Infants’ and toddlers’ ears haven’t fully developed, so it’s important to take extra precautions to protect against hearing loss and recognize its signs. As their ears grow during their first few years, knowing the signs of hearing loss in infants and knowing how to protect a baby’s hearing can create a safer environment for your child.
Signs of Hearing Loss in Babies
Infants and toddlers are sometimes born with hearing loss, otherwise known as congenital hearing loss. Hearing loss can take many forms, and it can present in one or both ears to varying degrees. Diagnosing this condition early can help children develop language skills and help parents and other family members communicate with them effectively.
Some babies can’t hear sounds below a certain volume, or their ears can’t distinguish sounds at a certain pitch. Most hospitals will perform a hearing test for babies within two days after birth. However, hearing loss can progress over time, and infants who pass the hearing screening can still show signs of hearing loss later. Hearing loss in babies can look like the following:
- No reaction when you call their name
- Trouble understanding spoken conversation
- Sitting close to the TV or turning it up loudly
- Misunderstood or misheard questions
- Speech delays and problems with verbal articulation
- Struggling in school or daycare
- Earaches and complaints about noise around them
- Trouble hearing conversations over the phone or video
- Concentrating intently on a speaker’s face to read lips
No two children present with hearing loss in exactly the same way. Knowing the different signs can make it easier to notice and get the right help for your child.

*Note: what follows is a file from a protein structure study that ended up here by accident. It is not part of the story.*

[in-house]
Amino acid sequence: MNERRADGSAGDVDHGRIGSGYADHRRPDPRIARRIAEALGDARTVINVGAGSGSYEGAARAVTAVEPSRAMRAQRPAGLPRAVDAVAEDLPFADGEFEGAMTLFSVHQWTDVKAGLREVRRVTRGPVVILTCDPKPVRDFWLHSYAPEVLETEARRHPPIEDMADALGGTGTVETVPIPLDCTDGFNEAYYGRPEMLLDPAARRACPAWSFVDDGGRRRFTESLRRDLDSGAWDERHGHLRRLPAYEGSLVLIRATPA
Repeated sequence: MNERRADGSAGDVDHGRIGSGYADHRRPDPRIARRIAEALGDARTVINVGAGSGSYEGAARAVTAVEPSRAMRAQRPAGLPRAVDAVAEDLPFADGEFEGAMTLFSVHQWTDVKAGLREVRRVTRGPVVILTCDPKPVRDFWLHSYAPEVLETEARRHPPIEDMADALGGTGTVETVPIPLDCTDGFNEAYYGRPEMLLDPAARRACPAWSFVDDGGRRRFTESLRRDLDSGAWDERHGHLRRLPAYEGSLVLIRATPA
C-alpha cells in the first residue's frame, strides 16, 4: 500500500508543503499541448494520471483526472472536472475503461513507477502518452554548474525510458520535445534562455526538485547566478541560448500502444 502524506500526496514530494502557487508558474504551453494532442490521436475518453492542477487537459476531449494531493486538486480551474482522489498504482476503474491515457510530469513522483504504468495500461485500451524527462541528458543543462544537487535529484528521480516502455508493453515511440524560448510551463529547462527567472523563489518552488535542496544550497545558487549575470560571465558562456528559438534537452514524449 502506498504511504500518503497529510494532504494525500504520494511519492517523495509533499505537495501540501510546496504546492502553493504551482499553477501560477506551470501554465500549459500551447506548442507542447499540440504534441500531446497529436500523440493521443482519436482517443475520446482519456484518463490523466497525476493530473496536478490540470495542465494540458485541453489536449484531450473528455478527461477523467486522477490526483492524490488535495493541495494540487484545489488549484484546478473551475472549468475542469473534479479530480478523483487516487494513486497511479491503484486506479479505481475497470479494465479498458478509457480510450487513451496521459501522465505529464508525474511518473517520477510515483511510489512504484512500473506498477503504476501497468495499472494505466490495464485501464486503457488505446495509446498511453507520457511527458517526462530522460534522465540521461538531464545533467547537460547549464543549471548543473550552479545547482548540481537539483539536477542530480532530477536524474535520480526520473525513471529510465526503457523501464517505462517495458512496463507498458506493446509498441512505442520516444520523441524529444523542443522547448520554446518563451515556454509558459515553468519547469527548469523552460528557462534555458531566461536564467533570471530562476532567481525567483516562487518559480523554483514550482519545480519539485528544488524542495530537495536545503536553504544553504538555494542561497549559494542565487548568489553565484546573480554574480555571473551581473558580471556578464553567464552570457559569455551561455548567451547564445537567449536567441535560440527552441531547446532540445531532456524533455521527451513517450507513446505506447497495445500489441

Hearing Hazards for Infants and Toddlers
Children can develop hearing loss over time, and existing hearing impairments can become more pronounced as they get older. Because babies’ ears are more sensitive to loud noises than adult ears, noises that may not bother the adults in your home may not only disturb but cause hearing loss in babies.
For infants and toddlers, sound levels should stay below 70-80 decibels (dB). Anything louder can potentially damage a baby’s ears. To keep sound levels safe, take note of potential hearing hazards, including:
- Loud events
- Television and other electronics
- Toys that make noise
- Household appliances
- White noise machines
When it comes to choosing toys for your child, test them yourself if they make noise. That way, you can determine whether they may be too loud if the child plays with them close to their ears. At such close range, even 80dB can cause harm.
How to Protect a Baby’s Hearing
Hearing protection for infants and toddlers looks different than it does for adults. Earmuffs and noise-canceling headphones provide the best ear protection for babies. They should fit snugly without being too tight and feel comfortable for the child.
Noise-canceling headphones for infants and toddlers should reduce noise by at least 20dB. However, if you plan to take your child to a much louder event, such as a festival or fireworks show, consider something with a higher Noise Reduction Rating (NRR). When it comes to hearing protection options, avoid earplugs. They can pose a choking hazard if the child removes them, and they can get lost more easily.
At Sonora Hearing Care in Tucson, our audiologists have the expertise you need to understand your child’s hearing needs. Schedule a consultation to speak with an audiologist about hearing protection for your child today.